The pressure is on
With not long to go before Yeat Wood Farm’s first shoot day, Andy Gray has been busy controlling foxes and dogging-in
With just over a month to go before Yeat Wood Farm’s first shoot day, things on the duck front have been progressing far better than keeper Andy Gray would have thought possible. This is the first time he has reared duck for shooting and it has been a steep learning curve for him. However, the gamekeeping community has been most helpful, especially with regards to ‘training’ the ducks away from the ponds. Regular readers will recall that, last month, the sixweek- old ducks were put out on the ponds and Andy had been conditioning them to come to a whistle at feeding time. This tactic has worked really well.
He is only feeding the ducks once a day because it is easy to over-feed and then end
up with fat, lazy ducks that are reluctant to fly and just lift off the ponds and then drop straight back in. Good driven ducks can make a challenging target if worked right, especially with a bit of wind up their tails. Andy had previously worked out where he needed to get the ducks and over the past few weeks he has been gradually feeding them further and further away from the ponds.
Ducks have a curious habit of walking out to feed and flying back to the pond, so logic dictates the further they have to fly back home, the stronger they will get and, ultimately, that is what is needed come shoot day.
A couple of weeks ago the wheat was cut and the stubble is going to be left over winter for the partridge when they arrive. The ducks are already enjoying clearing up the spilt grain and it has also meant that Andy can now get on top of the local fox population.
Earlier in the month the shoot experienced some strong winds overnight and Charlie took full advantage. Andy lost around 20 pheasant poults — the biggest loss since the birds arrived. Once the corn had been cut it was easier to get out at night with the lamp and in just 10 days he accounted for four foxes and has seen at least another couple skulking about.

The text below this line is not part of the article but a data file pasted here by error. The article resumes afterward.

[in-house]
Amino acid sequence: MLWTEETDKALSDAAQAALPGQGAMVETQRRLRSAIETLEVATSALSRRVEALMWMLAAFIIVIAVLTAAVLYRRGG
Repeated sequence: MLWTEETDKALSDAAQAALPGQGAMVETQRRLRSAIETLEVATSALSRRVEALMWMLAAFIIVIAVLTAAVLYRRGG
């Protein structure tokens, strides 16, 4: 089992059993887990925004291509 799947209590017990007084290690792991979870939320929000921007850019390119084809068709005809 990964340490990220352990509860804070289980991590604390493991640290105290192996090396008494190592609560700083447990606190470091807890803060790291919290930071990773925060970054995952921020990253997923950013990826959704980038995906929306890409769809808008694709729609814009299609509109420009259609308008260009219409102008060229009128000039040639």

There is still quite a lot of cattle feed maize growing on the farm as well as the maize cover crop and this still gives any prowling fox plenty of cover. But as the pheasants start to wander out from the release pens, it is even more important to keep on top of the pest species, especially as the first batch of partridge are due in any day.
Most of Andy’s time is spent dogging-in, a regular part of any gamekeeper’s day-to-day work at this time of the year, but on a small shoot such as Yeat Wood Farm it is vital. The land is surrounded by a couple of other shoots and on one particular boundary by a ‘non-shooting neighbour’. The pheasants seem to know that there is some kind of sanctuary on that side of the ground, so they have to be constantly encouraged away from that part of the shoot. Dogging-in also encourages the birds to fly, especially when pressured by a dog.
As the aim is to push them into the coverts or back towards the pens, they are being conditioned, much like the ducks, to go where they are needed ready for a shoot day.
A gamekeeper needs a good team of dogs at this time of the year and, as well as his five spaniels, Andy has Riley the cockerpoo. Though she might seem an unorthodox gundog, she has spent the past couple of seasons picking-up and is now proving to be a useful dogging-in dog.
Ideally, you don’t want a hard-going dog as it is all too easy for the poults to
The ducks have developed a habit of walking out to feed then flying back to the pond